Why Ina Garten Always Follows Recipes To A T

You might think that being able to cook without a recipe means you're a culinary master. After all, on most cooking shows, you rarely ever see any chefs or contestants opening up a cookbook. But contrary to what TV leads you to believe, following a recipe isn't always an indicator of a lack of skill. Even the Barefoot Contessa herself does it, including when it comes to the ones she created herself. "I measure everything because I always think that if I've spent so much time making sure this recipe was exactly the way I want it, why would I want to throw things into a pot?," Ina Garten said in an interview with Epicurious

Garten is also comfortable following recipes to a T because it's the way she learned to cook. Rather than from her mother or through culinary school, Garten tells Indie Bound that she gained most of her cooking skills by following the recipes in Julia Child's famous two-volume cookbook "Mastering the Art of French Cooking."

Ina Garten's cooking isn't always as effortless as it looks

Even though she's been on the Food Network since 2002, in an episode of "60 Minutes," Ina Garten said, "I'm really not a confident cook." She explained she still hesitates to trust her instincts in the kitchen. "I know people don't believe this, but I'm really a nervous cook, and I'm sure every recipe is going to turn out wrong, so I'm incredibly precise," Garten said in the episode. "Even now. I'm there with a cookbook going, 'Is it a half a teaspoon or a whole teaspoon?'"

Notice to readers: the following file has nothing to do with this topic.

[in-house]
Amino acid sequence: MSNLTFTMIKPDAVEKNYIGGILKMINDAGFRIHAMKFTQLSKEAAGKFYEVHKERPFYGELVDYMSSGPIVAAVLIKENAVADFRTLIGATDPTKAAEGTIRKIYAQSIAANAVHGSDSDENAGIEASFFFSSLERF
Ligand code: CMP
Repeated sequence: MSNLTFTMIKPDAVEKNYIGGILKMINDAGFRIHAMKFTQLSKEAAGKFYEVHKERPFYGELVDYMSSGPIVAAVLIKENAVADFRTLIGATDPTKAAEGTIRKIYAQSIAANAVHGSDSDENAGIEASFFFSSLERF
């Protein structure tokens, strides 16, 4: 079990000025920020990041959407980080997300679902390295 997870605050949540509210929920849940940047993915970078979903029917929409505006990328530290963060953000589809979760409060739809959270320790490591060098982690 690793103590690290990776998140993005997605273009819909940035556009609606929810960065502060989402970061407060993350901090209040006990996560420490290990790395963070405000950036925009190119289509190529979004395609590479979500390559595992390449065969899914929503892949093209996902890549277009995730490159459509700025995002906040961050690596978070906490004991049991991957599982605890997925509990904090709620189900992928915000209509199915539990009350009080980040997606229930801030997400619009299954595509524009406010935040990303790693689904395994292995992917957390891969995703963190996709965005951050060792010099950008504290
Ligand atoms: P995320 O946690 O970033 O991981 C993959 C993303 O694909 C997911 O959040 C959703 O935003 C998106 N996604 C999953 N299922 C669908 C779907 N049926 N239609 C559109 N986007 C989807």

The only time Garten doesn't follow a recipe is if she's experimenting, or drawing inspiration from another cookbook to create an entirely new dish. According to her Epicurious interview, however, Garten also isn't totally against making substitutions in a recipe if she thinks it'll work in her favor and won't negatively affect the result, like swapping peaches for plums in a fruit tart.

Why Ina Garten's approach is worth following

Not following a recipe isn't necessarily a bad thing, but there are advantages to doing it Ina Garten's way. The main one, as Garten highlighted in the introduction of the "Barefoot Contessa: Foolproof" cookbook is that published recipes have already been tested and troubleshooted. While a recipe isn't always guaranteed to come out perfectly, sticking to the original measurements provided will give you the best shot at it.

There is a right and a wrong way to follow a recipe, though, and a variety of mistakes you should avoid. In particular, fully reading a recipe before you begin cooking rather than following along as you complete the steps is a must. This not only gives you a good idea of what to expect, like how long it'll take you, and how many people the dish is designed to serve, but it's also a good way to avoid mistakes like forgetting to reserve half of an ingredient for garnishing.

If there's any time you really shouldn't stray from a recipe, don't do it when you're making a dish for a crowd for the first time, Garten tells Food & Wine. There's no worse time to ruin a meal than when a group of hungry guests is waiting at the table. Something as minor as the oven being the wrong temperature could easily throw off the results, but it can be completely avoided just by following the recipe.

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